Let’s Dance

Jane Saren


Jane Saren is a native of Edinburgh; she has lived elsewhere in the UK including some formative years in Liverpool, working for Social Services in a community development role. Her professional interests encompass public policy, particularly health & social care; good governance; communications; and transformative innovation. Jane established a public affairs company prior to Scottish devolution and is the author, with James McCormick, of ‘The Politics of Scottish Labour’s Heartlands’ in Hassan (ed) 2004.  She is currently employed part-time in a charity which works broadly to promote social inclusion. Jane is an Associate of the International Futures Forum and Trustee of a grant-giving charity. Within the current somewhat febrile climate of public discourse and political activity, Jane welcomes her involvement as a Global Cultural Fellow as a timely opportunity to explore the power of artistic expression to communicate emotion, challenge ideas of ‘otherness’, and foster a sense of human connection.


doi: 10.18278/aia.2.2.21


In 1995 I saw Pina Bausch’s production of Nelken at the Edinburgh Festival. I was captivated from the start when the curtain rose to a field of carnations: plastic flowers, upright as if sprouting from the stage.

How do I attempt to describe the performance? Nelken included music, screams, gunfire, Alsatian dogs barking, sign language, and spoken words. It was powerful and subtle, playful and brash, sensuous, and brutal. There were allusions to German history and culture, yet Pina Bausch’s artistic voice was universal and oblique, a transcending place. What staggered me was her work’s capacity to tap into some shared well of consciousness and experience, by-passing the critical brain; despite the force of its impact, she left space for each member of the audience to discover the personal resonances and co-produce the meaning of the performance.

Siri Hustvedt (2011) states of Bausch’s work:

“Although one can feel the ferocious rigour of her choreographic vision, one does not come away with a message or story that can be explicated. One cannot encapsulate in words what one has seen. Rather her work generates multiple and often ambiguous meanings which, for a viewer like me, is precisely what constitutes the extraordinary strength of her choreography.”

These qualities of ambiguity and shared midwifery seem to me wholly apposite in this age of noisy social media, political polarization, and readiness to characterize difference as threat. Another Edinburgh-based Global Cultural Fellow, Chris Creegan (2017), has blogged on the need for us in Scotland to “learn to disagree well” in our conduct of both public and personal political discussion. Hear, hear to that. Writing in the midst of a General Election campaign, I find myself somewhat jaded by the stridency of what was once my passion, the cut and thrust of adversarial politics and associated power play. Surely there is valuable learning about intercommunication, dialogue, and exchange to be gleaned from art?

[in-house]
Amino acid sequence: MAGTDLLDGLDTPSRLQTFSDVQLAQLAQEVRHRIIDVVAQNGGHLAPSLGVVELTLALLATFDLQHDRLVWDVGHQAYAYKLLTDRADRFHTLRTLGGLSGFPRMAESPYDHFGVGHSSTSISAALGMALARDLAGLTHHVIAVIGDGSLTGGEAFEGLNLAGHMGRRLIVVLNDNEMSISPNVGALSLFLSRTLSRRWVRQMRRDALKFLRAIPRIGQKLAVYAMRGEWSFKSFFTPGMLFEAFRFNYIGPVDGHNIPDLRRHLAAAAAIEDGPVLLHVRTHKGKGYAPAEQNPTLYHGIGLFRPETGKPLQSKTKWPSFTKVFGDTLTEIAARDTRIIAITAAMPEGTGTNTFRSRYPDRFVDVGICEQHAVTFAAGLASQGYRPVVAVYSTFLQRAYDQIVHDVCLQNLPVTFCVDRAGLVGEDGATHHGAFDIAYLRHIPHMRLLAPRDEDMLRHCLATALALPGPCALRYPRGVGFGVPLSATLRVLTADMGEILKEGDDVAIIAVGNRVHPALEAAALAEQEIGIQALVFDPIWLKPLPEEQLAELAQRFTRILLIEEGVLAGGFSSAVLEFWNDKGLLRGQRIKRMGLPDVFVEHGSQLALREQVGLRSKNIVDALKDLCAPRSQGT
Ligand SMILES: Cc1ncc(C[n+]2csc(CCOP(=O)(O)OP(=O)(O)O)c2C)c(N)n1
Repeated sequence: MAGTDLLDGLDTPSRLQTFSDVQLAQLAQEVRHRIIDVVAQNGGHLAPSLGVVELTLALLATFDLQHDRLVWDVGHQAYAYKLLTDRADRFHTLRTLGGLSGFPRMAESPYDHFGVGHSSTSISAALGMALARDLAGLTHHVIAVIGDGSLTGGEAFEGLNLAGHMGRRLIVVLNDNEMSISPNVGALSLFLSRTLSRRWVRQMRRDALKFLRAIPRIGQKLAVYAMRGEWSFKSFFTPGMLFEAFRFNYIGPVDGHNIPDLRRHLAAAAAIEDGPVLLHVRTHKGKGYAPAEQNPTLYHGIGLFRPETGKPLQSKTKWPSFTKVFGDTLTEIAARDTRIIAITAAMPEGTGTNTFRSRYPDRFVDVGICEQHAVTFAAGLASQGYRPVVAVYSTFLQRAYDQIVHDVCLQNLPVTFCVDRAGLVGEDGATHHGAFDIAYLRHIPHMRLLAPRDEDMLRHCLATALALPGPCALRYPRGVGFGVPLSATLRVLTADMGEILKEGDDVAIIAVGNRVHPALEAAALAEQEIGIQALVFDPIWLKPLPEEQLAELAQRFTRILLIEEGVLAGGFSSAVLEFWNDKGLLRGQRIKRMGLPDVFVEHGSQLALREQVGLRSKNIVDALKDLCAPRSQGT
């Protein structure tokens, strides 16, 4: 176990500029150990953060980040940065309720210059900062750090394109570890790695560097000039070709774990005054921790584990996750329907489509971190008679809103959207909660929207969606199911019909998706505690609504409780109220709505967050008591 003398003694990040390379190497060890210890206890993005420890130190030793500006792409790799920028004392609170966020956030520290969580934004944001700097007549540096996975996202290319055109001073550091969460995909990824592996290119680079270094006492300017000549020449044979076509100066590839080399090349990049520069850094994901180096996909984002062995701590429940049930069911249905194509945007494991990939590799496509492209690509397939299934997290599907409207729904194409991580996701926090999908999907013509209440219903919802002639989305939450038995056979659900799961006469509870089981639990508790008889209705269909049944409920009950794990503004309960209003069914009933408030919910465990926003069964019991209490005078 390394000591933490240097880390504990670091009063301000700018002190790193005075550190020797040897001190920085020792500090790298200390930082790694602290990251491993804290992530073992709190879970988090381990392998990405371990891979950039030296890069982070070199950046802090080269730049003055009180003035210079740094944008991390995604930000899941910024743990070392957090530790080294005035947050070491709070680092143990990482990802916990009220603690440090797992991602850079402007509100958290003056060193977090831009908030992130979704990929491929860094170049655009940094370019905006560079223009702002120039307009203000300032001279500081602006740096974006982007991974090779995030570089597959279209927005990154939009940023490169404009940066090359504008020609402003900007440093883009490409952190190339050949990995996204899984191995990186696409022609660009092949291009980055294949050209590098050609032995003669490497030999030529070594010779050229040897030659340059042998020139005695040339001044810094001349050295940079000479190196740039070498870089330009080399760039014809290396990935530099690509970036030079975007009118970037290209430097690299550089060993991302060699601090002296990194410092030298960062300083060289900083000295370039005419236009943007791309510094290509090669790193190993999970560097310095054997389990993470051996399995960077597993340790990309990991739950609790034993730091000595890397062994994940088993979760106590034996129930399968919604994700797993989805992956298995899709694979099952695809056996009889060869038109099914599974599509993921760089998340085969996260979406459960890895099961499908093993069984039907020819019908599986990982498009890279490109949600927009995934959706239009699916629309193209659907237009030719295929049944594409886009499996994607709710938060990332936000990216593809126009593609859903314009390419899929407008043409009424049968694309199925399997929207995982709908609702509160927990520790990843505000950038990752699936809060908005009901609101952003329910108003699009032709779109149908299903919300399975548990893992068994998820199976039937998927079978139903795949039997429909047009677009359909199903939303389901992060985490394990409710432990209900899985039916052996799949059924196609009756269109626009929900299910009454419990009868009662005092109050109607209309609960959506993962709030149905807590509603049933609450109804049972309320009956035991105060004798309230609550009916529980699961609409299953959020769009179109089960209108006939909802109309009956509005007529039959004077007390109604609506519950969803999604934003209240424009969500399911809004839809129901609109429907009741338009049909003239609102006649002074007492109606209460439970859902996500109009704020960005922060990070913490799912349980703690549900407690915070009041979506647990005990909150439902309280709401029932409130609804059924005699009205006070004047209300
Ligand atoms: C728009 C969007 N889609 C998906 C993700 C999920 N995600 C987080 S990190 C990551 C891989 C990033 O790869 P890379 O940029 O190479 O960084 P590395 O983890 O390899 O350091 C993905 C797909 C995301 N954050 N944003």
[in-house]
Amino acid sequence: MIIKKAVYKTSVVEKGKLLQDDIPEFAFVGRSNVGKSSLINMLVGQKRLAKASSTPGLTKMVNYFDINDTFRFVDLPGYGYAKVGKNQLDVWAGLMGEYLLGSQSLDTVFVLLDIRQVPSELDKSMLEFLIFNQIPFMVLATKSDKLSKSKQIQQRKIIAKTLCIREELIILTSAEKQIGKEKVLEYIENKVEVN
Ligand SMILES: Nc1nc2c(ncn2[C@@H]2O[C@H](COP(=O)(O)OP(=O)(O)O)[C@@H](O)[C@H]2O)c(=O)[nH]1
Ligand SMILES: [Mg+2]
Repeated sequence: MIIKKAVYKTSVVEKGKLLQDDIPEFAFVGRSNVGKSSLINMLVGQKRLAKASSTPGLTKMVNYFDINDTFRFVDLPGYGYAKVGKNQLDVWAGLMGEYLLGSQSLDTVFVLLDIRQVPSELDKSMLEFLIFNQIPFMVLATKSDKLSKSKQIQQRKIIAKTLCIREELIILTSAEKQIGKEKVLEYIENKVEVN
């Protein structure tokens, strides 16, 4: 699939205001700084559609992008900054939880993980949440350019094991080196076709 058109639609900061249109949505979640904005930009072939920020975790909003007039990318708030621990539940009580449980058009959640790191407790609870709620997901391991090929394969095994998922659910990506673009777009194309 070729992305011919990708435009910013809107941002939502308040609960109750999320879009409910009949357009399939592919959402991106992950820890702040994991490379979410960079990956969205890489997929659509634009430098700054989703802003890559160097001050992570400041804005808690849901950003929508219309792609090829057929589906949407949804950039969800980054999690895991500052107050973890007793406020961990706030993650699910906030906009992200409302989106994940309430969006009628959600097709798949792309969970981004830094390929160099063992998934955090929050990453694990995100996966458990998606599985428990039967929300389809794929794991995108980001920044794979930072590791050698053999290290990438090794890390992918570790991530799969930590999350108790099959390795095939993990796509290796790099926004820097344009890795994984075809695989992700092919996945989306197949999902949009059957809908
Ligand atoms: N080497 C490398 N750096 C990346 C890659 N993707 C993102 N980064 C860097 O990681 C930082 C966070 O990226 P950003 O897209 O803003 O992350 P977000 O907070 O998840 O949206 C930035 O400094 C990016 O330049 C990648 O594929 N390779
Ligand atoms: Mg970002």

Graham Leicester (2010), Director of International Futures Forum, develops this idea in making the case for an extended practice of international cultural relations as “both part of the change we need, and a means of achieving that change more widely”. He argues that in a global age, the many cultures of the world can no longer grow and thrive in isolation and, rather than clashing, should seek to “dance together”. In doing so, our ambition has to be greater than mutual understanding and embrace genuine engagement and exploration with “the other”.

It is acknowledged as a commonplace in public affairs and business that we live in an era of fast-paced change and a relentlessly disruptive world. Seventy years ago, the founders of the Edinburgh Festival have bequeathed us a great legacy which allows us to immerse ourselves in a broad diversity of artistic experience within a setting that encourages the airing of divergent views. I look forward to the festivals and the chance once again to be transported by performance.

References

Creegan, Chris. (2017) Indy Ref 2: Can We Learn to Disagree Well? http://www.chriscreegan.com/blog/2017/03/13/indyref-2-can-we-learn-to-disagree-well/ (Accessed 12 May 2017).

Hustvedt, Siri. (2011) Pina: Dancing for Dance. DVD essay for Pina, film directed by Wim Wenders. New York: The Criterion Collection.

Leicester, Graham. (2010) Cultural Relations: an Idea Whose Time Has Come. International Futures Forum. http://www.internationalfuturesforum.com/iffblog_old/wp-content/uploads/2010/01/cultural_relations_iffgl.pdf (Accessed 19 March 2017).

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